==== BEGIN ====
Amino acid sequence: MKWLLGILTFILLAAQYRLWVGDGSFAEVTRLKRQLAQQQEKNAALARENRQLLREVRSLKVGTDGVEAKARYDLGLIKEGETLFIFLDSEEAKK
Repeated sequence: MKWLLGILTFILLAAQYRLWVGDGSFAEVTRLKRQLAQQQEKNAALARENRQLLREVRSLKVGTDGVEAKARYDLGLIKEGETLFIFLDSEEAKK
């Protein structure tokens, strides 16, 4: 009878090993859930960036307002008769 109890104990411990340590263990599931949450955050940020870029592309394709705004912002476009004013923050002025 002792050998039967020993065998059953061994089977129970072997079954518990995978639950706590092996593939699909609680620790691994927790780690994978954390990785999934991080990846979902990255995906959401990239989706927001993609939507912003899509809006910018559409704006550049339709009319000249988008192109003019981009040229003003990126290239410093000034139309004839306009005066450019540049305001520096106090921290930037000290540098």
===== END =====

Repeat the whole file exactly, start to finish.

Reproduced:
Amino acid sequence: MKWLLGILTFILLAAQYRLWVGDGSFAEVTRLKRQLAQQQEKNAALARENRQLLREVRSLKVGTDGVEAKARYDLGLIKEGETLFIFLDSEEAKK
Repeated sequence: MKWLLGILTFILLAAQYRLWVGDGSFAEVTRLKRQLAQQQEKNAALARENRQLLREVRSLKVGTDGVEAKARYDLGLIKEGETLFIFLDSEEAKK
């Protein structure tokens, strides 16, 4: 009878090993859930960036307002008769 109890104990411990340590263990599931949450955050940020870029592309394709705004912002476009004013923050002025 002792050998039967020993065998059953061994089977129970072997079954518990995978639950706590092996593939699909609680620790691994927790780690994978954390990785999934991080990846979902990255995906959401990239989706927001993609939507912003899509809006910018559409704006550049339709009319000249988008192109003019981009040229003003990126290239410093000034139309004839306009005066450019540049305001520096106090921290930037000290540098």